Teamwork enacted: 3 Lessons I learned when I moved into a new team

5 years ago, my wife and I picked up and moved cross-country with a 6 week-old baby. We did so without a job secured on my end, but a stipend and graduate program for her. I left an organizational setting in which I was the senior staff member for the organization, based upon function and time. After bouncing around for a few months with little to nothing showing for myself, I found a home in an amazing organization.

While I had a lot of head knowledge of in regard to teamwork and had been on my share of sports teams over the year, it was this setting that taught me the true value of teamwork and collaboration in an organization.

Without going into great detail, it was on this team that I recognized the true functional blessing of the team. Following are the three primary lessons I learned.

First, a team works when people share a vision, that they are able to have a “say” in.  When people feel like they have a part in the vision they will work hard and try to be valuable to the team (and organization) – its just that easy!

Second, a team works when people share core values that serve to move the team. Contrary to a potential for group-think, when people share a core set of values that undergird the team (and the organization) they are able to work together with a shared foundation.

Third, a team works when the team members bring various talents and strengths to the table. When people bring differing experiences, insights, and functions to a team, it frees people up to live in their strengths rather than try to be all things.

So, what if you find yourself in a team where these three pieces are missing? Start out by asking questions. Find out if the team is willing to take a step back and redefine the purpose, values, and function. If not – RUN!

Things are happening!

We are in the process of growing the impact here at teamworkdoc! Yesterday we went live with our first article in the White Pages section of the site. Today our connect page went live, with other ways to connect to the teamwork family through Twitter and our new Facebook page. 

Come check out the new things that are happening and join the teamwork revolution! 

Teamwork Required: Expanding the Focus

Here at teamworkdoc.com, this has largely been a one-man show. How awkward, right? A website devoted to teamwork being run by a single individual. That is changing. Starting yesterday. Yesterday, the rollout for the change began – less of just me, more of us!

This website is all about how people work – together! The intention is to look at a part of the world that is often overlooked in our “me-centric” society and to shine the light on the strengths, shortcomings, and opportunities for the road ahead.

In order to accomplish this, new articles will be showing up targeting teamwork through the lens of sports, education, parenting, culture, military service, and a host of other avenues.

Again, this is about the “us” being more than the “me”. If you have suggestions or would like to participate as a guest writer, please contact me at todd@teamworkdoc.com.

Stay tuned as things grow!

3 Lessons I learned from packing: An exercise in the oft-overlooked portions of life.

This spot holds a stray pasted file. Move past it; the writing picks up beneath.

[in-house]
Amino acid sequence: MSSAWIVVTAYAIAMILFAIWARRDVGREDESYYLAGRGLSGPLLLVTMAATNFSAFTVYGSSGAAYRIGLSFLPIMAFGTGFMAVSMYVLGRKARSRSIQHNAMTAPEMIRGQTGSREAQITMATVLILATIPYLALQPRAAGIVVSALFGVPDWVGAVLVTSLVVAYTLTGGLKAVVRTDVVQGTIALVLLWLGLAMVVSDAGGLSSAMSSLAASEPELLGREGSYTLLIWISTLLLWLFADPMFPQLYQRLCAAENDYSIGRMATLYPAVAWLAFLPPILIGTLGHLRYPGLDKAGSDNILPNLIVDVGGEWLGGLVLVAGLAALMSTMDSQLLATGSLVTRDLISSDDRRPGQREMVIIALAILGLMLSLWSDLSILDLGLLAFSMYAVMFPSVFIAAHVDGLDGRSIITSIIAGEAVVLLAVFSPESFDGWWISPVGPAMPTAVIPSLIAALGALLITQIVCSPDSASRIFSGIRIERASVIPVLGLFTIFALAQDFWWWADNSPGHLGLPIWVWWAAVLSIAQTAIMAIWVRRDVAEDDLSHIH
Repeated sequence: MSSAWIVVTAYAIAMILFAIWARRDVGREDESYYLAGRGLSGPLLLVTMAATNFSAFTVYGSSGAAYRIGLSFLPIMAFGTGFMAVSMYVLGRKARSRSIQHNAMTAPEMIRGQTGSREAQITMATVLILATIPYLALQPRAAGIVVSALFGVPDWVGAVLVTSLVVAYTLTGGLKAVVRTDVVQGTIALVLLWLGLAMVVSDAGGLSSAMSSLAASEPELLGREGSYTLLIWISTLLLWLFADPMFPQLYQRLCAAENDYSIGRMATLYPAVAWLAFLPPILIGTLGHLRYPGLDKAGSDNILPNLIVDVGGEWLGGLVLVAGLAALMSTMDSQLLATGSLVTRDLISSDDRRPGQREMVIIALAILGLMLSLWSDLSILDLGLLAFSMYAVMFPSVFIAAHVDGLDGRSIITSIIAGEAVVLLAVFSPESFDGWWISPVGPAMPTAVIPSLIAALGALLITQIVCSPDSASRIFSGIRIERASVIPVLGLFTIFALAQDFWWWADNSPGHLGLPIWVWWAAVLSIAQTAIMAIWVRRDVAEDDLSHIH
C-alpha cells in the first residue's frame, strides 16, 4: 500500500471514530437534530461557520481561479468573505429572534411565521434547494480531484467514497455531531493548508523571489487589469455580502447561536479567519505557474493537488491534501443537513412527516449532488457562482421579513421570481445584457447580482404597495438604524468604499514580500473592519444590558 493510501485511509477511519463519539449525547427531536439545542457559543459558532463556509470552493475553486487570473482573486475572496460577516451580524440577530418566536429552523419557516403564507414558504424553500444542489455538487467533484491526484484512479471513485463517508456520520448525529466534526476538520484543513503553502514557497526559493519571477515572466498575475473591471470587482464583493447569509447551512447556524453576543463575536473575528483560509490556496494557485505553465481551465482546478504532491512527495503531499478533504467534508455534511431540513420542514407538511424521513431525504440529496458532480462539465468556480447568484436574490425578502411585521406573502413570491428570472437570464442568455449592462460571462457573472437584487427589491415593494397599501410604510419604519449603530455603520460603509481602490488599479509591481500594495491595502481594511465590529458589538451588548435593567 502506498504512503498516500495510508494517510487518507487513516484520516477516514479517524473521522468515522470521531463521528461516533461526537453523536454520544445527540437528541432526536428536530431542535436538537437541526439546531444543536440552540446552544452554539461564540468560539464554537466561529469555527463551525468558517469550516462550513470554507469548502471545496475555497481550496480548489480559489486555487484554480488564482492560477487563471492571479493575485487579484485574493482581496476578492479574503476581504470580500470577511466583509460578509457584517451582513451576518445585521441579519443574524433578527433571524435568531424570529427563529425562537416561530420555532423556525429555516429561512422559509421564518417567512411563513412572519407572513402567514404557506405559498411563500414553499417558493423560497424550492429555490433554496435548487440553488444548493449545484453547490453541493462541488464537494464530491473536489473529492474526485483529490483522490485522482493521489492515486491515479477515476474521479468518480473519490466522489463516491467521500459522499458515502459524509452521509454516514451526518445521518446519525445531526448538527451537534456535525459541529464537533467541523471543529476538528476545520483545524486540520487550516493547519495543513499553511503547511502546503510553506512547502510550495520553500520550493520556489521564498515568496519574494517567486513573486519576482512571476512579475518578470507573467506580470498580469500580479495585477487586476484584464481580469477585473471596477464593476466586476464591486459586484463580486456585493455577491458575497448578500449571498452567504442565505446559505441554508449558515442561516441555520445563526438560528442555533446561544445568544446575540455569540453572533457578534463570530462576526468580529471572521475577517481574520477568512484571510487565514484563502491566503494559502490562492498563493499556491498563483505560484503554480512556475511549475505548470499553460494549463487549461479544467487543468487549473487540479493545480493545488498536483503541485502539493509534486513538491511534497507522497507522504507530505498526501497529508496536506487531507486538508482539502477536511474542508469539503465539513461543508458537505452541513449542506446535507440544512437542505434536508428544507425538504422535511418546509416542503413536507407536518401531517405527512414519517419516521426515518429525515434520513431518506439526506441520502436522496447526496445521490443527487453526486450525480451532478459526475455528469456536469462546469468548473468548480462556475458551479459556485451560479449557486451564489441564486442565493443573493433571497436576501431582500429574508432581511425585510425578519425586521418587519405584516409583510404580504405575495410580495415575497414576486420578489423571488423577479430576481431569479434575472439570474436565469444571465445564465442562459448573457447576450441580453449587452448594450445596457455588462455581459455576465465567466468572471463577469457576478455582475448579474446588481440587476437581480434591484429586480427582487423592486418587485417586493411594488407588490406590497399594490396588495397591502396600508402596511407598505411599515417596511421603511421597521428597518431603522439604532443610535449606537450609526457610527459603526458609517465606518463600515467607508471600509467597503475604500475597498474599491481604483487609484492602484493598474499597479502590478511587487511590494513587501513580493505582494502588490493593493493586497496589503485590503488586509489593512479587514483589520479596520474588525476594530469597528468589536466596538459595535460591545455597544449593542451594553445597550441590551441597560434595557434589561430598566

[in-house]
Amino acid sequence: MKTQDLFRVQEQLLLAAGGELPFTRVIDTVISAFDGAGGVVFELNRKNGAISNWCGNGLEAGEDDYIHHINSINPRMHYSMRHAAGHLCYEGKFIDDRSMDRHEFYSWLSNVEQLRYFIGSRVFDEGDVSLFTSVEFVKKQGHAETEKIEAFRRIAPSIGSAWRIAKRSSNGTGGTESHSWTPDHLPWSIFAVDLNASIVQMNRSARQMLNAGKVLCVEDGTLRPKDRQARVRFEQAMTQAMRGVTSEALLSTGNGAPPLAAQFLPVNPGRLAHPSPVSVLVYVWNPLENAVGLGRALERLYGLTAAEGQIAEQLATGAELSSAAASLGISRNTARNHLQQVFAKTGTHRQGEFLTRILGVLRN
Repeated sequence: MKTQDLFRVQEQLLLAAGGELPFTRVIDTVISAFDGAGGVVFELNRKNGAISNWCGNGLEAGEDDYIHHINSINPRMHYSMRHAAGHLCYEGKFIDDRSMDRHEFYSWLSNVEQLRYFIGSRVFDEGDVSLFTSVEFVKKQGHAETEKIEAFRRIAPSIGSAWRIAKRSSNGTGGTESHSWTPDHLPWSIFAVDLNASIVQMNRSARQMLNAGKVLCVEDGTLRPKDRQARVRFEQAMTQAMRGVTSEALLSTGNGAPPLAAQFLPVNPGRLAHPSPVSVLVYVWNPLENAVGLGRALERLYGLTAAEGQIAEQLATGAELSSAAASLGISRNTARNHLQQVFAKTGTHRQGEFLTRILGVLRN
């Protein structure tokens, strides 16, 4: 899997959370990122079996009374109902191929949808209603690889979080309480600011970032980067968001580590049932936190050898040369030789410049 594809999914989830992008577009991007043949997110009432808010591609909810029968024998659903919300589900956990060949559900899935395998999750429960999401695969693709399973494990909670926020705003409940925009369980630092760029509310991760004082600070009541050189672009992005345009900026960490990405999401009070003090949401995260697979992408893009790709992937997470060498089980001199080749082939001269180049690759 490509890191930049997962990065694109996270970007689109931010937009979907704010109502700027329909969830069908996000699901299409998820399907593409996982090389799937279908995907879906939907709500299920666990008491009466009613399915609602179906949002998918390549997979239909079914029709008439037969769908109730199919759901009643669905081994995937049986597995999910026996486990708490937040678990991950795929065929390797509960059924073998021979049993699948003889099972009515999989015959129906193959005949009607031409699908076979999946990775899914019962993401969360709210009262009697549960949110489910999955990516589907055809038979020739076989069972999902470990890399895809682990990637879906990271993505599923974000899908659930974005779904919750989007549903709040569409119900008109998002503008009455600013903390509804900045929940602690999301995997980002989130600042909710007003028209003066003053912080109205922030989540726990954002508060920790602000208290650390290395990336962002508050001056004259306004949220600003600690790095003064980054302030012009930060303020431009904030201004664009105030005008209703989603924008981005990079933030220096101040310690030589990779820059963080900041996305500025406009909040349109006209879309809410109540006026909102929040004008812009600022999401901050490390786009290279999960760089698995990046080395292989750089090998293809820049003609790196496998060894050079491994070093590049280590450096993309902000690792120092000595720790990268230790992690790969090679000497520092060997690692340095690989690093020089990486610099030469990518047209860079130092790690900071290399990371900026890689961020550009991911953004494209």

In August of this year, my family will be making a large relocation for the second time in the last half decade. Five years ago, we made a move from the Mid-Michigan region to Richmond, VA (a place that I had never even visited prior to our move) for my wife’s PhD program at Virginia Commonwealth University. This place has become our home, our friends here have become family. Yet, the realities of crunch time have set in and packing has to occur.

I started thinking as I was filling boxes recently that packing brings about an interesting exercise in engaging some of the most overlooked portions of our lives. Packing causes us to do 3 important things.

1)      Remember – Looking through your closet, storage space, or any other location allows you to come across memories that are often hidden from the normal day-to-day activities of life. I know that every time I begin to pack the items I place into boxes carry memories with them. Some of them are joyous, funny, or even painful, but often times it takes something like packing to recall our own story.

2)      Be curious – As a child this was my issue. Every time I was told to clean up my room, it would actually lead me to play with the things that had just been lying around. As an adult, this same curiosity influences how I pack. Whether the item I see is a book I never got around to reading, a piece of technology that was packed away, or even something that had long ago fallen behind my dresser – packing affords me an opportunity to see what things are and how they function even if I don’t ever recall my original decision to purchase them.

3)      Downsize/Evaluate – Yes. This is the least enjoyable part of the lessons learned. Sometimes it takes moving a home, or even packing up after the loss of a family member to let go of the “things” in our lives. I have moved so many times over the past 15 years that I have some things that never make it out of boxes between moves. Do I really still need them? What about things that are of value to me, are they stored or on display? Packing is a great time for evaluating what is important in your life.

Image(funny, but true…)

These are great, but tough lessons that often times can only come from packing. They allow us to reflect, imagine, and evaluate how things are going in our lives!

Any interesting stories of things that you have learned through packing or moving? Any cool discoveries?